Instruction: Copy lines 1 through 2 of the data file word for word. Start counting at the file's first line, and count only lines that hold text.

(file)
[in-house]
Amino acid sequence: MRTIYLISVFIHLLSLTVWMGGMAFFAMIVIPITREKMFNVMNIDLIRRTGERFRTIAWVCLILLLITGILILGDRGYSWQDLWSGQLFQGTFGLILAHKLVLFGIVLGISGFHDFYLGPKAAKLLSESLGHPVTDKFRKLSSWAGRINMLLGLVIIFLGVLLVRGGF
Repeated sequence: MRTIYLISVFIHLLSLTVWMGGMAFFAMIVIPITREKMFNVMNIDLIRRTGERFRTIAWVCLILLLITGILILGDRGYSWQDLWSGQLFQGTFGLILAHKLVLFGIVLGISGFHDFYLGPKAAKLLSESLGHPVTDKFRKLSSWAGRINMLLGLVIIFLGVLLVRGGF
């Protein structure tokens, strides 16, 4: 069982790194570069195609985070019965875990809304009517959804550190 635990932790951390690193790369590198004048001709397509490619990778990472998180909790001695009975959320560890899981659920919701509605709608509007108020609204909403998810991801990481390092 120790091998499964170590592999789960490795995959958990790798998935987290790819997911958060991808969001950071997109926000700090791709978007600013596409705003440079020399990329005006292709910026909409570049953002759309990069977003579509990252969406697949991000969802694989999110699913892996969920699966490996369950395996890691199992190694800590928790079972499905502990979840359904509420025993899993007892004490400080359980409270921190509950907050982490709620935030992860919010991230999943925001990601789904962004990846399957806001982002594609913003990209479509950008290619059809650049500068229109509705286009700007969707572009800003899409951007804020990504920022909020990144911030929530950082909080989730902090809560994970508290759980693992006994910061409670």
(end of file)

[in-house]
Amino acid sequence: MRTIYLISVFIHLLSLTVWMGGMAFFAMIVIPITREKMFNVMNIDLIRRTGERFRTIAWVCLILLLITGILILGDRGYSWQDLWSGQLFQGTFGLILAHKLVLFGIVLGISGFHDFYLGPKAAKLLSESLGHPVTDKFRKLSSWAGRINMLLGLVIIFLGVLLVRGGF